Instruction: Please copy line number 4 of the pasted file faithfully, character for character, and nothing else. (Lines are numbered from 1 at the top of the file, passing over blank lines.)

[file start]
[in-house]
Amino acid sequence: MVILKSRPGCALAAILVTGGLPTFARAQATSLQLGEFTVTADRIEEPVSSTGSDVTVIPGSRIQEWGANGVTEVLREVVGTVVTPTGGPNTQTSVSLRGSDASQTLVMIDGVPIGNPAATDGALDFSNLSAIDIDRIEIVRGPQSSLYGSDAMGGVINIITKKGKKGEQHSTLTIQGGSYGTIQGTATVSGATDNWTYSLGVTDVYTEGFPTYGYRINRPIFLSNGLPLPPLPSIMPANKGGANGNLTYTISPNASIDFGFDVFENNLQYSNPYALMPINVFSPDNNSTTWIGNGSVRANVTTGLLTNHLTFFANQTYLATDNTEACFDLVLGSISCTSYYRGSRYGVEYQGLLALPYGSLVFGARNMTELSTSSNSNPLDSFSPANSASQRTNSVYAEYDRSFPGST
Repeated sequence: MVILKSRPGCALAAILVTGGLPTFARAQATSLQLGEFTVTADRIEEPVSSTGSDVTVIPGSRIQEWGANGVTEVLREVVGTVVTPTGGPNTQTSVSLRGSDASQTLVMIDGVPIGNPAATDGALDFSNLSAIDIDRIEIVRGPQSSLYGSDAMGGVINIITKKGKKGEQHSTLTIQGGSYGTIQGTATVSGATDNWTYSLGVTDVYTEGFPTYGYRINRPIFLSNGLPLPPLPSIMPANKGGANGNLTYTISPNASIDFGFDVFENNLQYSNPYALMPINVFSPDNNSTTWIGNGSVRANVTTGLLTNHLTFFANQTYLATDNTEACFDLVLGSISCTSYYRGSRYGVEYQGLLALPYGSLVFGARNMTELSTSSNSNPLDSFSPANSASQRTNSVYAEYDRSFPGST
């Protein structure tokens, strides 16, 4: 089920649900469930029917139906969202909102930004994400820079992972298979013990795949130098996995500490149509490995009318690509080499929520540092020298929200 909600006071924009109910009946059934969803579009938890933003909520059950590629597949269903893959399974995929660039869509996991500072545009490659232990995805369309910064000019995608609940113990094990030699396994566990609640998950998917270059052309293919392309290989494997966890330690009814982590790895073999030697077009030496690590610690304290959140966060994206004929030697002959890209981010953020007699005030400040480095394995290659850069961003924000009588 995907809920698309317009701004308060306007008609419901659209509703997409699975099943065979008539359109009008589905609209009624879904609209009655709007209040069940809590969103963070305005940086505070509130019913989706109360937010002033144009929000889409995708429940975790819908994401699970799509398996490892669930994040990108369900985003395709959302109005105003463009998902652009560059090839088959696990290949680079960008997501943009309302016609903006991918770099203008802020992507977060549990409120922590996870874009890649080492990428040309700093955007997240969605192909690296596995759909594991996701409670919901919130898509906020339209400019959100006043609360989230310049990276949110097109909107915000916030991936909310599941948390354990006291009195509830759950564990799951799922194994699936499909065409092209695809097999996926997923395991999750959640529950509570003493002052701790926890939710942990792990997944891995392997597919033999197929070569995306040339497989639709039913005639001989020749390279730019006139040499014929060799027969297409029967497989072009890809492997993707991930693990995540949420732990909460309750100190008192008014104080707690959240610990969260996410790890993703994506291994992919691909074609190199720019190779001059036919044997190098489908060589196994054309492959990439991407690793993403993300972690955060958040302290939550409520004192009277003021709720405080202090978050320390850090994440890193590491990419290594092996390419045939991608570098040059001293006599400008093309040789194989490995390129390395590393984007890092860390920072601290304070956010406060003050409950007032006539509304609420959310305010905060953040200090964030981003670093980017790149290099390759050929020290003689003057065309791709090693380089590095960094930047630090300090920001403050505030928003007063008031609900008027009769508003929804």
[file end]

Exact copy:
């Protein structure tokens, strides 16, 4: 089920649900469930029917139906969202909102930004994400820079992972298979013990795949130098996995500490149509490995009318690509080499929520540092020298929200 909600006071924009109910009946059934969803579009938890933003909520059950590629597949269903893959399974995929660039869509996991500072545009490659232990995805369309910064000019995608609940113990094990030699396994566990609640998950998917270059052309293919392309290989494997966890330690009814982590790895073999030697077009030496690590610690304290959140966060994206004929030697002959890209981010953020007699005030400040480095394995290659850069961003924000009588 995907809920698309317009701004308060306007008609419901659209509703997409699975099943065979008539359109009008589905609209009624879904609209009655709007209040069940809590969103963070305005940086505070509130019913989706109360937010002033144009929000889409995708429940975790819908994401699970799509398996490892669930994040990108369900985003395709959302109005105003463009998902652009560059090839088959696990290949680079960008997501943009309302016609903006991918770099203008802020992507977060549990409120922590996870874009890649080492990428040309700093955007997240969605192909690296596995759909594991996701409670919901919130898509906020339209400019959100006043609360989230310049990276949110097109909107915000916030991936909310599941948390354990006291009195509830759950564990799951799922194994699936499909065409092209695809097999996926997923395991999750959640529950509570003493002052701790926890939710942990792990997944891995392997597919033999197929070569995306040339497989639709039913005639001989020749390279730019006139040499014929060799027969297409029967497989072009890809492997993707991930693990995540949420732990909460309750100190008192008014104080707690959240610990969260996410790890993703994506291994992919691909074609190199720019190779001059036919044997190098489908060589196994054309492959990439991407690793993403993300972690955060958040302290939550409520004192009277003021709720405080202090978050320390850090994440890193590491990419290594092996390419045939991608570098040059001293006599400008093309040789194989490995390129390395590393984007890092860390920072601290304070956010406060003050409950007032006539509304609420959310305010905060953040200090964030981003670093980017790149290099390759050929020290003689003057065309791709090693380089590095960094930047630090300090920001403050505030928003007063008031609900008027009769508003929804």